Tycho Brahe

Tycho Brahe (14 December 1546 – 24 October 1601), born Tyge Ottesen Brahe, was a Danish nobleman known for his accurate and comprehensive astronomical and planetary observations. He was born in Scania, then part of Denmark, now part of modern-day Sweden. Tycho was well known in his lifetime as an astronomer and alchemist.

In his De nova stella (On the new star) of 1573, he refuted the Aristotelian belief in an unchanging celestial realm. His precise measurements indicated that "new stars" (stellae novae, now known as supernovae), in particular that of 1572, lacked the parallax expected in sub-lunar phenomena, and were therefore not "atmospheric" tail-less comets as previously believed, but occurred above the atmosphere and moon. Using similar measurements he showed that comets were also not atmospheric phenomena, as previously thought, and must pass through the supposedly "immutable" celestial spheres.

As an astronomer, Tycho worked to combine what he saw as the geometrical benefits of the Copernican system with the philosophical benefits of the Ptolemaic system into his own model of the universe, the Tychonic system. Furthermore, he was the last of the major naked eye astronomers, working without telescopes for his observations.

Tycho Brahe was granted an estate on the island of Hven and the funding to build the Uraniborg, an early research institute, where he built large astronomical instruments and took many careful measurements, and later Stjerneborg, underground, when he discovered that his instruments in the former were not sufficiently steady. Something of an autocrat on the island he nevertheless founded manufactories such as paper-making to provide material for printing his results. After disagreements with the new Danish king in 1597, he was invited by the Bohemian king and Holy Roman emperor Rudolph II to Prague, where he became the official imperial astronomer. He built the new observatory at Benátky nad Jizerou. Here, from 1600 until his death in 1601, he was assisted by Johannes Kepler who later used Tycho's astronomical data to develop Kepler's laws of planetary motion.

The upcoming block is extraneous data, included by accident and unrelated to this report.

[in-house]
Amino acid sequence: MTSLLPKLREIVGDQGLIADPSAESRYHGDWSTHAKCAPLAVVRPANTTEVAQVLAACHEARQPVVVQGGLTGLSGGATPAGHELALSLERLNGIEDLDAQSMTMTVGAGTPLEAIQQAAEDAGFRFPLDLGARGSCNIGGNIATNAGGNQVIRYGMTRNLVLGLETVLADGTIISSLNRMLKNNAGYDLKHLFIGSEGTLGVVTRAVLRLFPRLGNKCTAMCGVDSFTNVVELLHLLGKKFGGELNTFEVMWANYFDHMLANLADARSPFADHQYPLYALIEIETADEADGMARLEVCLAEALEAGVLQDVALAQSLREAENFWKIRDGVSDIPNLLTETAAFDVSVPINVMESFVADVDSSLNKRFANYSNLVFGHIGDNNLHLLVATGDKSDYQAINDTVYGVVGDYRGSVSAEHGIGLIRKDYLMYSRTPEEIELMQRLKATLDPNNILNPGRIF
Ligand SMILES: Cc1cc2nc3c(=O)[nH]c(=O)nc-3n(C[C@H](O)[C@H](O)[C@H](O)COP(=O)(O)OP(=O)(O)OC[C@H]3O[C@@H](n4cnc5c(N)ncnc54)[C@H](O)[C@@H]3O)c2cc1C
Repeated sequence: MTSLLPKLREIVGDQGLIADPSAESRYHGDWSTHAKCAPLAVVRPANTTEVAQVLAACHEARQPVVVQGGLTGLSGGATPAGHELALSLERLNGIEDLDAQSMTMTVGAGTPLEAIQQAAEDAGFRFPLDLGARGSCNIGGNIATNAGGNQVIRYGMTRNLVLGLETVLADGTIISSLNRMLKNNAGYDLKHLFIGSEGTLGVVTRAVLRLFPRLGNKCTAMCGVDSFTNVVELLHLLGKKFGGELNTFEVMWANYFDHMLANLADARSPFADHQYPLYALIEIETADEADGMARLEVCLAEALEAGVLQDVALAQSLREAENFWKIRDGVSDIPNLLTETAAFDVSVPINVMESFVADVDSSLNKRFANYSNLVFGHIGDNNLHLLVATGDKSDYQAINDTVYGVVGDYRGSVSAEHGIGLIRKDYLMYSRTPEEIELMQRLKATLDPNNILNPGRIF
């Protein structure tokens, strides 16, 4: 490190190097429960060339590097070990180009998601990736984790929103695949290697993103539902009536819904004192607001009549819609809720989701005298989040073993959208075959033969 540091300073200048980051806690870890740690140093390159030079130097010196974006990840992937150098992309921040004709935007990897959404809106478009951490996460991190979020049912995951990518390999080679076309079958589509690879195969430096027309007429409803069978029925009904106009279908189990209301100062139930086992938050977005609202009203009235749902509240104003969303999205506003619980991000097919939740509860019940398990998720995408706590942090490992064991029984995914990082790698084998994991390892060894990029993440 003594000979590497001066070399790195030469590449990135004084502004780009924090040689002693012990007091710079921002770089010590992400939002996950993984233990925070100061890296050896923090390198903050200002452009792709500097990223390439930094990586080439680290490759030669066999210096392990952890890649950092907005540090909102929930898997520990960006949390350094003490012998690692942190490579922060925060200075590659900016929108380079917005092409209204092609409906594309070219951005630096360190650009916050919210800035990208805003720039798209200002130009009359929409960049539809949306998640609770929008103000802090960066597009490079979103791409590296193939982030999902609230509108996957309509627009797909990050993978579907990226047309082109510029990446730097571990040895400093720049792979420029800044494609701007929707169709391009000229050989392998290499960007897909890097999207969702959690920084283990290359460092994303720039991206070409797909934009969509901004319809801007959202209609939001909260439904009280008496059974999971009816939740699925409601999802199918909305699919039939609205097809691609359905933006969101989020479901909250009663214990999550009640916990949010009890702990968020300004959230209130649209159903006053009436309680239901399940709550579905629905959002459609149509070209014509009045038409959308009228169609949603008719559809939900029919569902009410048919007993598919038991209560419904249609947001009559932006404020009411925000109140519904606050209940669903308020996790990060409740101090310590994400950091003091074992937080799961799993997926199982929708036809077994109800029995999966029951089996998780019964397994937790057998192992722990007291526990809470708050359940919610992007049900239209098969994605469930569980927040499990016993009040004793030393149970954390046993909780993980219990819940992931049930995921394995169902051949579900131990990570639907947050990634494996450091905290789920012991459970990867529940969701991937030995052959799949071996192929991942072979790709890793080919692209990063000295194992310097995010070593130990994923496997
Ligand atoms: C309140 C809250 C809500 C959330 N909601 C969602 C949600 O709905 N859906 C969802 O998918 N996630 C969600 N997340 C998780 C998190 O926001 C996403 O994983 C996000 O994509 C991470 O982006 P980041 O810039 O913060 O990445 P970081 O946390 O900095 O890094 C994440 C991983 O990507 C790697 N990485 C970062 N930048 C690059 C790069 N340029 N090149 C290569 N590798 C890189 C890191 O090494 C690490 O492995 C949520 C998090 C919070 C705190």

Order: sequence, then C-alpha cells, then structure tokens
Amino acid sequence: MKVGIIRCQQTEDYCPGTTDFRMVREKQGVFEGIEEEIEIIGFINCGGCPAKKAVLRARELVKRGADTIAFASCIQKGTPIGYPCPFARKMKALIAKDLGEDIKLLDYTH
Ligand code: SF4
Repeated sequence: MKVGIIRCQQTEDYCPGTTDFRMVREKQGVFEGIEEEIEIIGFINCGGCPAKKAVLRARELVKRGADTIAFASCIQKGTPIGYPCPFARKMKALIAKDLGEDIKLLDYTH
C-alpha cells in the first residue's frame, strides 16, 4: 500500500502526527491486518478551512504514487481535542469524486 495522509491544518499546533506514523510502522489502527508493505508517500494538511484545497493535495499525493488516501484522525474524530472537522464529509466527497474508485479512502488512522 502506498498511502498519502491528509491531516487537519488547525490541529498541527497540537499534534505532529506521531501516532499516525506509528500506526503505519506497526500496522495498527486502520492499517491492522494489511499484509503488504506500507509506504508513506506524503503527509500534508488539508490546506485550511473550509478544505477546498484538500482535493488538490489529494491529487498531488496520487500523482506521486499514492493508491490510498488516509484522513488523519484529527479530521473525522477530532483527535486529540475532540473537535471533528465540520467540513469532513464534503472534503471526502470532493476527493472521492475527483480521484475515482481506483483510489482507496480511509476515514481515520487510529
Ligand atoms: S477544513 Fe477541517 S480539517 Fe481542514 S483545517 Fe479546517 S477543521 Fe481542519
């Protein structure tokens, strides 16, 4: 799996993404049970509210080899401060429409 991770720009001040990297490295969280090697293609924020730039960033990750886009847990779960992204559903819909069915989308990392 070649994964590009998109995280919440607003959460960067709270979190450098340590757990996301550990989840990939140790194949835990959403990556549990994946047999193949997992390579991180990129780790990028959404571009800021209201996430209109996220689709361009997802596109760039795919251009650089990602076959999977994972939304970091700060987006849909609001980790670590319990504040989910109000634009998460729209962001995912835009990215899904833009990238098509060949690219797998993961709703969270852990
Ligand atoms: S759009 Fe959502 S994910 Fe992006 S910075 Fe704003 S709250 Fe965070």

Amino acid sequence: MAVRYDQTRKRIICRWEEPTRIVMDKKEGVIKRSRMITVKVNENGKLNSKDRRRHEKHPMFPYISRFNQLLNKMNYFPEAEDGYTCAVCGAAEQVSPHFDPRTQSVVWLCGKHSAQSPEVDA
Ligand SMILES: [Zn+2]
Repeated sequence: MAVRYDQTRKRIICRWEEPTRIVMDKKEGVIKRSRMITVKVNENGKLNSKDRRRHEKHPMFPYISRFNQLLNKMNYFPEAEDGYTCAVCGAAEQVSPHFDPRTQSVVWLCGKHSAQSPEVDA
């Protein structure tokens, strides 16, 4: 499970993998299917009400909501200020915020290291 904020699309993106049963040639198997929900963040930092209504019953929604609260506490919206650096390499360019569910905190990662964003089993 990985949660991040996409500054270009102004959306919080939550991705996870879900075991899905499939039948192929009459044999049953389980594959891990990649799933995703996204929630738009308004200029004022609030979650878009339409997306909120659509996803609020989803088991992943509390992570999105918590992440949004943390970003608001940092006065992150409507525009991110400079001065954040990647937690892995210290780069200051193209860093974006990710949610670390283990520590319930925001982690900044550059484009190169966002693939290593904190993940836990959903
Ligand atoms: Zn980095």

Read more about Tycho BraheTychonic Astronomy After Tycho, Tycho's Lunar Theory, Legacy

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... published Apologia pro observationibus, et hypothesibus...Tycho Brahe...Contra...Martini Hortensii Delfensis criminationes et calumnies, quas in praefationem commentationum praeceptoris sui Philippi Lansbergii ... cosarcinnavit ("Defense of the Astronomical Observations and Theses of Tycho Brahe against the accusations and false claims of Martinus Hortensius of Delft, which appear in his preface of the commentary by his ... Van den Hove had attacked many of Tycho Brahe's claims in his preface to his Latin translation of a work by Landsbergen ...
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... Although Tycho's planetary model was soon discredited, his astronomical observations were an essential contribution to the scientific revolution ... The traditional view of Tycho is that he was primarily an empiricist who set new standards for precise and objective measurements ... originated in Pierre Gassendi's 1654 biography, Tychonis Brahe, equitis Dani, astronomorum coryphaei, vita ...
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... M/F Tycho Brahe is a Danish train and car ferry that operates between Helsingør, Denmark and Helsingborg, Sweden, a distance of just 5 km ... M/F Tycho Brahe has been in use since 1991 ... The ship is named after the Danish astronomer Tycho Brahe ...
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... Tycho Brahe is Jerry Holkins' comic alter ego (named after the Danish astronomer Tycho Brahe) ... sarcastic, and almost invariably clad in a blue-striped sweater, Tycho enjoys books, role-playing video games, unnecessarily large words, and ... According to Tycho, "Some people play tennis, I erode the human soul." He used to work as a telemarketer, because he hates to think that there's someone happier than he is ...

Famous quotes related to tycho brahe:

    In mathematics he was greater
    Than Tycho Brahe, or Erra Pater:
    For he, by geometric scale,
    Could take the size of pots of ale;
    Resolve, by sines and tangents straight,
    If bread and butter wanted weight;
    And wisely tell what hour o’ th’ day
    The clock doth strike, by algebra.
    Samuel Butler (1612–1680)